The Nicene Creed (one of the statements of belief that cross all Christian denominations) is as follows (maybe even read it aloud):
We believe in one God, the Father, the Almighty, maker of heaven and earth, of all that is, seen and unseen. We believe in one Lord, Jesus Christ, the only Son of God, eternally begotten of the Father, God from God, Light from Light, true God from true God, begotten, not made, of one Being with the Father; through him all things were made. For us and for our salvation he came down from heaven, was incarnate of the Holy Spirit and the Virgin Mary and became truly human. For our sake he was crucified under Pontius Pilate; he suffered death and was buried. On the third day he rose again in accordance with the Scriptures; he ascended into heaven and is seated at the right hand of the Father. He will come again in glory to judge the living and the dead, and his kingdom will have no end. We believe in the Holy Spirit, the Lord, the giver of life, who proceeds from the Father and the Son, who with the Father and the Son is worshiped and glorified, who has spoken through the prophets. We believe in one holy catholic and apostolic Church. We acknowledge one baptism for the forgiveness of sins. We look for the resurrection of the dead, and the life of the world to come. Amen.
In the Church of the Nazarene, we don’t say this creed much. Which really is too bad. It is the basics of the universal Christian faith.
In the light of today’s Scripture, it is “He will come again in glory to judge the living and the dead, and his kingdom will have no end” that is our focus.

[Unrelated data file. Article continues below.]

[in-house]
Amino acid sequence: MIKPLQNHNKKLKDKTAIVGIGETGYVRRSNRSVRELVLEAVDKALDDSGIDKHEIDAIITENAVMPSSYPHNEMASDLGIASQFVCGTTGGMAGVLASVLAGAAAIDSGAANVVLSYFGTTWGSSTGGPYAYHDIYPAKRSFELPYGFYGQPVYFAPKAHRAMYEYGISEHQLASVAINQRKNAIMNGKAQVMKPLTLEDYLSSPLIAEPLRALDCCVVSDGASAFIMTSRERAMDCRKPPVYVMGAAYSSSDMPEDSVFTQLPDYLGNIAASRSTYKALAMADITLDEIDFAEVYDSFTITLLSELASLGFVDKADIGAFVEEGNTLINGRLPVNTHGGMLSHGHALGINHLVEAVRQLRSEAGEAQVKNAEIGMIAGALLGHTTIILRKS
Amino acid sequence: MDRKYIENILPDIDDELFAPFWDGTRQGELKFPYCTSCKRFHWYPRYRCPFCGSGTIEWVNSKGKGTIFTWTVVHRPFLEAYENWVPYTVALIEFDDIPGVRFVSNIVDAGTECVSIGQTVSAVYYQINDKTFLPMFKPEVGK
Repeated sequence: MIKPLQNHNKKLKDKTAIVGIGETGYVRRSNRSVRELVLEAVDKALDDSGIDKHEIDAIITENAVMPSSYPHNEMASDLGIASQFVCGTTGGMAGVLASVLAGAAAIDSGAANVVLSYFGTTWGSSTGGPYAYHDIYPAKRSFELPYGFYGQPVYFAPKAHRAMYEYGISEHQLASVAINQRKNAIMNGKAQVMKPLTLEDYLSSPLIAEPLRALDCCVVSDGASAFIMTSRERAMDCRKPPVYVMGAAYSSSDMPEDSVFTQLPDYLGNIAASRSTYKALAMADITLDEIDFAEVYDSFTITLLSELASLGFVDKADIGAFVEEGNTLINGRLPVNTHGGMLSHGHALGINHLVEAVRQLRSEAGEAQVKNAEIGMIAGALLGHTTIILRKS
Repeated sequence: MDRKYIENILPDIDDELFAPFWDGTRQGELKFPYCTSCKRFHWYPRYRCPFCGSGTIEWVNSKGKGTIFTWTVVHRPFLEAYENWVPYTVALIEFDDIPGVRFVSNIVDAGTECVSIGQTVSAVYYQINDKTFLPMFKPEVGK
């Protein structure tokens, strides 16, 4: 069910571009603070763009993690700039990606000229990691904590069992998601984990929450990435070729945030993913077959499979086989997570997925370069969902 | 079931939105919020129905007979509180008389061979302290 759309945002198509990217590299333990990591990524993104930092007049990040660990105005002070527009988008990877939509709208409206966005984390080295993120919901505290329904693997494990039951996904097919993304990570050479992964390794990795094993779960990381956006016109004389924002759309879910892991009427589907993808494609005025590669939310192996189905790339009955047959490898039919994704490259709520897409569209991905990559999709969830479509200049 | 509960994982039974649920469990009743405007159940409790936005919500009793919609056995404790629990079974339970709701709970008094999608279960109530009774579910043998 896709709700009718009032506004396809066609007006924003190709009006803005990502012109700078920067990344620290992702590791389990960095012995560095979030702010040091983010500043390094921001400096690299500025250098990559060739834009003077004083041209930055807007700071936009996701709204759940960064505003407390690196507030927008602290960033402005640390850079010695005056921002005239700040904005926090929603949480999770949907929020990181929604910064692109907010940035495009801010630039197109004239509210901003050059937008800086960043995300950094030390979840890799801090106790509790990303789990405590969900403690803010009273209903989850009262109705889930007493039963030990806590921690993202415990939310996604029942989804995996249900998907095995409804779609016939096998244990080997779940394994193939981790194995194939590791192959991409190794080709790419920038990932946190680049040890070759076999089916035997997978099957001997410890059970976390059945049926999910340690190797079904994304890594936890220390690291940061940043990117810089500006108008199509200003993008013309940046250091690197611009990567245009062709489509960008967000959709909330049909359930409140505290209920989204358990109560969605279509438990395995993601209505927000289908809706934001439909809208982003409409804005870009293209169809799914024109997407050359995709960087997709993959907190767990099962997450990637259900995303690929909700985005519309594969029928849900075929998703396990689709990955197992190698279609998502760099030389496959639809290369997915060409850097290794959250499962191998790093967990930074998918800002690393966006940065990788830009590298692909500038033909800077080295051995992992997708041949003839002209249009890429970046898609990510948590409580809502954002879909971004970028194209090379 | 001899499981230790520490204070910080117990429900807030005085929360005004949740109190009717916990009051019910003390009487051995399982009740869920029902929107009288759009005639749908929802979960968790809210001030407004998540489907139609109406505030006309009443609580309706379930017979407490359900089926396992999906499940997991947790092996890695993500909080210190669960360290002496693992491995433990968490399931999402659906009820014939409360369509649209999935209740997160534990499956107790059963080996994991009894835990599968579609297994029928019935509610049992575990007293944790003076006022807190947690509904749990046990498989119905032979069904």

Today’s Scripture is a warning to be ready for the return of Jesus. We lose a lot of this story because so much of it is cultural. The bridesmaids are to escort the bride (and essentially the groom) to the groom’s home for the marriage ceremony.
There would be dancing and singing along the way. Sleeping was wise. However, part of the situation is that there was often last-minute negotiations between the families of the bride and groom.
So, the announcement of “the groom comes” could be done, and then something else would come up, and the whole thing would begin again. The reality was that “the groom comes” could be said many times without a groom actually coming.
The coming of Christ has been that way for 2000 years. “He’s coming…oh, wait…He’s coming…oh, wait…” That cycle has been repeated for generations. Many of us recall multiple times in our lives when people have been convinced that Jesus was coming back.
We are the bridesmaids. We are the bride (the church). It’s weird, I know. We are both bridesmaids and bride and yet still ourselves.
Christmas wasn’t that long ago. Part of the story is the glory of Heaven that shined down and declared the birth of the Savior. Epiphany (less than 2 weeks ago, and still the church season) is about a star that led unbelievers to venerate the new King.
Whether a thief in the night, a baby in a manger, a choir from Heaven, somehow Christ will come in glory. We are called to be prepared.
Christ has died. Christ has risen. Christ will come again. May we be continually preparing for his return. Amen.